throw
            new SAXException(new WebApplicationException(HttpURLConnection.HTTP_NOT_FOUND));
        }
        return null;
      }
    };
  }

}

Once again in this code we use WebApplicationException to specify the response HTTP status, even though we wrap it in SAXException so that the JAXB stack will unwrap it.

Our REST item resource

Now we can get to the real JAX-RS web services.

Since we are using Seam EJB components as resources, we need to split the resource into implementation bean and interface. This allows us to put all the JAX-RS annotations on the interface and keep our implementation bean clean and lighter.

The RESTItem resource interface

RESTItem.java

@Local
// This declares the global path mapping of these resources
@Path("/items")
// This declares that we produce both JAXB entities, and plain text error messages
@Produces( { "application/xml", "text/plain" })
public interface RESTItem {

 /**
  * Gets a list of all the Item entities, with the optional "creator" query parameter.
  * @param creatorKey optional query parameter used to filter the returned Item entities.
  */
 // this defines a mapping for the GET HTTP method
 @GET
 // the @QueryParam annotation will cause the value of the "creator" HTTP query parameter
 // to be injected into our method argument
 public ItemList getItems(@QueryParam("creator") String creatorKey);

 /**
  * Posts a new Item object
  * @param newItem the new Item object to persist
  * @param uriInfo an object used to determine the location of the new Item resource.
  */
 // this defines a mapping for the POST HTTP method
 @POST
 // the @Context annotation will cause the method argument to be provided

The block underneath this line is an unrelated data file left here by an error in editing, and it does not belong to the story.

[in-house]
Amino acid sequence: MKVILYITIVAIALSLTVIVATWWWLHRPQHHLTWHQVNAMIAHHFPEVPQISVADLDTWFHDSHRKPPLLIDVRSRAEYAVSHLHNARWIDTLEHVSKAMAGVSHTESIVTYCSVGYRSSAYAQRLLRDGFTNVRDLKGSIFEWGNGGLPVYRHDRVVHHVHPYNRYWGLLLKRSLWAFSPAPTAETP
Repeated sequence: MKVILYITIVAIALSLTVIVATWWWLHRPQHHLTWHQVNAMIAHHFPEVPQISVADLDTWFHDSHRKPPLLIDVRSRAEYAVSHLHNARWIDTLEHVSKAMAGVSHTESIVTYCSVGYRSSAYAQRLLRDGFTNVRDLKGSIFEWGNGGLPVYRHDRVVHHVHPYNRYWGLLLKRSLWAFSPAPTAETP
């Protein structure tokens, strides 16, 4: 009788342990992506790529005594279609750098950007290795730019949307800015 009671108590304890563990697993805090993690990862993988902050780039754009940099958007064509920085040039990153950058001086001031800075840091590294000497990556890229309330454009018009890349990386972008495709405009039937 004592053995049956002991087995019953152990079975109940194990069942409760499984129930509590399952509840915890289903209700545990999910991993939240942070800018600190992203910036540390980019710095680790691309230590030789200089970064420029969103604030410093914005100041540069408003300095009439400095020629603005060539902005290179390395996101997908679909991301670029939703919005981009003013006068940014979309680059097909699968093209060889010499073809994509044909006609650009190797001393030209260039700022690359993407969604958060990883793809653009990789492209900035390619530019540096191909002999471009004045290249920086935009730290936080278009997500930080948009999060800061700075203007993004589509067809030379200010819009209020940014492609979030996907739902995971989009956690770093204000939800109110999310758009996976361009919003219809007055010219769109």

// by the JAX-RS container
 public Response postItem(Item newItem, @Context UriInfo uriInfo);

 /**
  * Gets an Item object
  * @param key the XML ID of the object to retreive
  */
 // this defines an additional path parameter to the global prefix
 @Path("{key}")
 @GET
 // the @PathParam annotation will cause the value of the "key" HTTP path parameter
 // to be injected into our method argument
 public Item getItem(@PathParam("key") String key);

 /**
  * Updates an Item object
  * @param key the XML ID of the object to update
  * @param newItem the new Item object to update
  * @param uriInfo an object used to determine the location of the new Item resource.
  */
 @Path("{key}")
 @PUT
 public void putItem(@PathParam("key") String key, Item newItem,
                     @Context UriInfo uriInfo);

}

We use the Response return value for POST in order to specify the HTTP Location header for the newly created Item, as well as the 201 (Created) HTTP status code.

The RESTful API mapping

Our annotated RESTItem class will map the following URLs to the following results:

Method

URL

mime type

result

GET

/rest/items

application/xml

Retreives a list of Item XML IDs

POST

/rest/items

application/xml

Creates a new Item object

GET

/rest/items/{key}

application/xml

Retrieves an Item instance

PUT

/rest/items/{key}

application/xml

Updates an Item instance

The RESTItem implementation

RESTItemBean.java

@Name("RESTItem")
@Stateless
public class RESTItemBean implements RESTItem {

 @EJB
 private ItemDAO itemDAO;

 @EJB
 private PersonDAO personDAO;

 //
 // JAXB Collection wrappers

 // We use this wrapper class in order to avoid loading Item objects
 // from the persistence tier when we only want to return their keys
 @XmlRootElement(name = "list")
 public static class ItemList {
  @SuppressWarnings("unused")
  @XmlElement(name = "itemLink")
  private List<String> itemLinks;

  public ItemList() {}

  public ItemList(final List<String> itemLinks) {
    this.itemLinks = itemLinks;
  }
 }

 //
 // REST services

 public ItemList getItems(final String creatorKey){
   List<String> itemKeyList;
   if(creatorKey != null){